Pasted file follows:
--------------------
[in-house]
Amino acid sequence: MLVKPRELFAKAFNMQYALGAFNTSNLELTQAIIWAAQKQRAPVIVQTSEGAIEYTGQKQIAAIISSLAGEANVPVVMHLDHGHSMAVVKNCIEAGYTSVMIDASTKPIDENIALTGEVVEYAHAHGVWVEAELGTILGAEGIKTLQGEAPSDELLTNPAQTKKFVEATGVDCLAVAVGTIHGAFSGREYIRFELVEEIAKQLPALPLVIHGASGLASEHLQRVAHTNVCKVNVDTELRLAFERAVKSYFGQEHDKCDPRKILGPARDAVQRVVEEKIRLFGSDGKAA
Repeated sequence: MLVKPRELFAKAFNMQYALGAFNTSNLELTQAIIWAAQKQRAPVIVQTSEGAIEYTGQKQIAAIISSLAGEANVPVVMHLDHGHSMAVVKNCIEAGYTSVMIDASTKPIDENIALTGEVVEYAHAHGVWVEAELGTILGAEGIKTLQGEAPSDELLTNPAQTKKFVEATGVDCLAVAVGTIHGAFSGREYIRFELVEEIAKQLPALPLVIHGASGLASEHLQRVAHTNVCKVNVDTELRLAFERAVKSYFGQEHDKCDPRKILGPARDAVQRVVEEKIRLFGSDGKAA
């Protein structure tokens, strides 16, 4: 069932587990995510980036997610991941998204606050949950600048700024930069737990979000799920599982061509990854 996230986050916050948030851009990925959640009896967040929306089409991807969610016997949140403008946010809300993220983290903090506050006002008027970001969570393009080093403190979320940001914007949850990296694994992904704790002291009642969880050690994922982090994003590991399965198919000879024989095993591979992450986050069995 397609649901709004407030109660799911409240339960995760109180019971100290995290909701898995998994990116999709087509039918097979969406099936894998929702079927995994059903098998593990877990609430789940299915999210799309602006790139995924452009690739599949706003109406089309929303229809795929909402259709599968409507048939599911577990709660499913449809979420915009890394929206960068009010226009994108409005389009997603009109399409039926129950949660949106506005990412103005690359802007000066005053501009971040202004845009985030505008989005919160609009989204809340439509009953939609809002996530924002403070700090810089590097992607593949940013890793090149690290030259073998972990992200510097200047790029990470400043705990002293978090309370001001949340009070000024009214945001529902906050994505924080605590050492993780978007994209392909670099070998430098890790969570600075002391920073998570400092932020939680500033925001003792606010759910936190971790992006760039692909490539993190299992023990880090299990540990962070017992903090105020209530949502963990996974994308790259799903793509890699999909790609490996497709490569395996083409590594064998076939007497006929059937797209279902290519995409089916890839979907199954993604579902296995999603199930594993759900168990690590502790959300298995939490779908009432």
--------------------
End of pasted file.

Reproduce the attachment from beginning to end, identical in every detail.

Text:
[in-house]
Amino acid sequence: MLVKPRELFAKAFNMQYALGAFNTSNLELTQAIIWAAQKQRAPVIVQTSEGAIEYTGQKQIAAIISSLAGEANVPVVMHLDHGHSMAVVKNCIEAGYTSVMIDASTKPIDENIALTGEVVEYAHAHGVWVEAELGTILGAEGIKTLQGEAPSDELLTNPAQTKKFVEATGVDCLAVAVGTIHGAFSGREYIRFELVEEIAKQLPALPLVIHGASGLASEHLQRVAHTNVCKVNVDTELRLAFERAVKSYFGQEHDKCDPRKILGPARDAVQRVVEEKIRLFGSDGKAA
Repeated sequence: MLVKPRELFAKAFNMQYALGAFNTSNLELTQAIIWAAQKQRAPVIVQTSEGAIEYTGQKQIAAIISSLAGEANVPVVMHLDHGHSMAVVKNCIEAGYTSVMIDASTKPIDENIALTGEVVEYAHAHGVWVEAELGTILGAEGIKTLQGEAPSDELLTNPAQTKKFVEATGVDCLAVAVGTIHGAFSGREYIRFELVEEIAKQLPALPLVIHGASGLASEHLQRVAHTNVCKVNVDTELRLAFERAVKSYFGQEHDKCDPRKILGPARDAVQRVVEEKIRLFGSDGKAA
């Protein structure tokens, strides 16, 4: 069932587990995510980036997610991941998204606050949950600048700024930069737990979000799920599982061509990854 996230986050916050948030851009990925959640009896967040929306089409991807969610016997949140403008946010809300993220983290903090506050006002008027970001969570393009080093403190979320940001914007949850990296694994992904704790002291009642969880050690994922982090994003590991399965198919000879024989095993591979992450986050069995 397609649901709004407030109660799911409240339960995760109180019971100290995290909701898995998994990116999709087509039918097979969406099936894998929702079927995994059903098998593990877990609430789940299915999210799309602006790139995924452009690739599949706003109406089309929303229809795929909402259709599968409507048939599911577990709660499913449809979420915009890394929206960068009010226009994108409005389009997603009109399409039926129950949660949106506005990412103005690359802007000066005053501009971040202004845009985030505008989005919160609009989204809340439509009953939609809002996530924002403070700090810089590097992607593949940013890793090149690290030259073998972990992200510097200047790029990470400043705990002293978090309370001001949340009070000024009214945001529902906050994505924080605590050492993780978007994209392909670099070998430098890790969570600075002391920073998570400092932020939680500033925001003792606010759910936190971790992006760039692909490539993190299992023990880090299990540990962070017992903090105020209530949502963990996974994308790259799903793509890699999909790609490996497709490569395996083409590594064998076939007497006929059937797209279902290519995409089916890839979907199954993604579902296995999603199930594993759900168990690590502790959300298995939490779908009432």